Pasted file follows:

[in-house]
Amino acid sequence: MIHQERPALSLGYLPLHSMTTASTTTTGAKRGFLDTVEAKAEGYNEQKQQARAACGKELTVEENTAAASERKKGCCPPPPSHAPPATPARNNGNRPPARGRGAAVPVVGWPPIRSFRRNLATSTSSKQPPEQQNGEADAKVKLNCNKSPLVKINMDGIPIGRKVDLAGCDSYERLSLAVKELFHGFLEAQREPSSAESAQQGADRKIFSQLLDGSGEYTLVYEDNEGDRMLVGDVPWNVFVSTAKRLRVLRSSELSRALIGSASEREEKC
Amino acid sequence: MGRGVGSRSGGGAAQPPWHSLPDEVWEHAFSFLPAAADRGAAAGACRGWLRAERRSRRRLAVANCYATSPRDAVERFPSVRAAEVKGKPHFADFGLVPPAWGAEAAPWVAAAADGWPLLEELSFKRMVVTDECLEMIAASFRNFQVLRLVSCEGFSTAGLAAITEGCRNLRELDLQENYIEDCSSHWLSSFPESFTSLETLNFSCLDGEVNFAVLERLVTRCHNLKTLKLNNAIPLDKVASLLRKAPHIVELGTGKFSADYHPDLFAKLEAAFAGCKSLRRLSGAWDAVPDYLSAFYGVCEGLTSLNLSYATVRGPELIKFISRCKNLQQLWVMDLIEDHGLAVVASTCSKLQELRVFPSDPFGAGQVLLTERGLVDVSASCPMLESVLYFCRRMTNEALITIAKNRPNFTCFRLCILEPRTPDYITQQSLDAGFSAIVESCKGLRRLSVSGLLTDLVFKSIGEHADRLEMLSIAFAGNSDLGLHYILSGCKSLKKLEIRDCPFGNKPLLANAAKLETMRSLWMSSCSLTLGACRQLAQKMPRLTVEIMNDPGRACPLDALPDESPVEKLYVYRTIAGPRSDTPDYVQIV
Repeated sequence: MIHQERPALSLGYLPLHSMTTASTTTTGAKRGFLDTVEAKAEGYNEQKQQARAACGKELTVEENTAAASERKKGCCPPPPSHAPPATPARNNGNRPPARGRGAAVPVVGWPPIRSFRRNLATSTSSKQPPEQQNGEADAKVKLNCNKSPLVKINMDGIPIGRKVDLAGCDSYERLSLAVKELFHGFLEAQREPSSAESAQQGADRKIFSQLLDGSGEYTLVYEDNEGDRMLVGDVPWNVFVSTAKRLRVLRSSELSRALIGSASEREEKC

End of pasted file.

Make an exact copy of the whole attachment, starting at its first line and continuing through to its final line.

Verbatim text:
[in-house]
Amino acid sequence: MIHQERPALSLGYLPLHSMTTASTTTTGAKRGFLDTVEAKAEGYNEQKQQARAACGKELTVEENTAAASERKKGCCPPPPSHAPPATPARNNGNRPPARGRGAAVPVVGWPPIRSFRRNLATSTSSKQPPEQQNGEADAKVKLNCNKSPLVKINMDGIPIGRKVDLAGCDSYERLSLAVKELFHGFLEAQREPSSAESAQQGADRKIFSQLLDGSGEYTLVYEDNEGDRMLVGDVPWNVFVSTAKRLRVLRSSELSRALIGSASEREEKC
Amino acid sequence: MGRGVGSRSGGGAAQPPWHSLPDEVWEHAFSFLPAAADRGAAAGACRGWLRAERRSRRRLAVANCYATSPRDAVERFPSVRAAEVKGKPHFADFGLVPPAWGAEAAPWVAAAADGWPLLEELSFKRMVVTDECLEMIAASFRNFQVLRLVSCEGFSTAGLAAITEGCRNLRELDLQENYIEDCSSHWLSSFPESFTSLETLNFSCLDGEVNFAVLERLVTRCHNLKTLKLNNAIPLDKVASLLRKAPHIVELGTGKFSADYHPDLFAKLEAAFAGCKSLRRLSGAWDAVPDYLSAFYGVCEGLTSLNLSYATVRGPELIKFISRCKNLQQLWVMDLIEDHGLAVVASTCSKLQELRVFPSDPFGAGQVLLTERGLVDVSASCPMLESVLYFCRRMTNEALITIAKNRPNFTCFRLCILEPRTPDYITQQSLDAGFSAIVESCKGLRRLSVSGLLTDLVFKSIGEHADRLEMLSIAFAGNSDLGLHYILSGCKSLKKLEIRDCPFGNKPLLANAAKLETMRSLWMSSCSLTLGACRQLAQKMPRLTVEIMNDPGRACPLDALPDESPVEKLYVYRTIAGPRSDTPDYVQIV
Repeated sequence: MIHQERPALSLGYLPLHSMTTASTTTTGAKRGFLDTVEAKAEGYNEQKQQARAACGKELTVEENTAAASERKKGCCPPPPSHAPPATPARNNGNRPPARGRGAAVPVVGWPPIRSFRRNLATSTSSKQPPEQQNGEADAKVKLNCNKSPLVKINMDGIPIGRKVDLAGCDSYERLSLAVKELFHGFLEAQREPSSAESAQQGADRKIFSQLLDGSGEYTLVYEDNEGDRMLVGDVPWNVFVSTAKRLRVLRSSELSRALIGSASEREEKC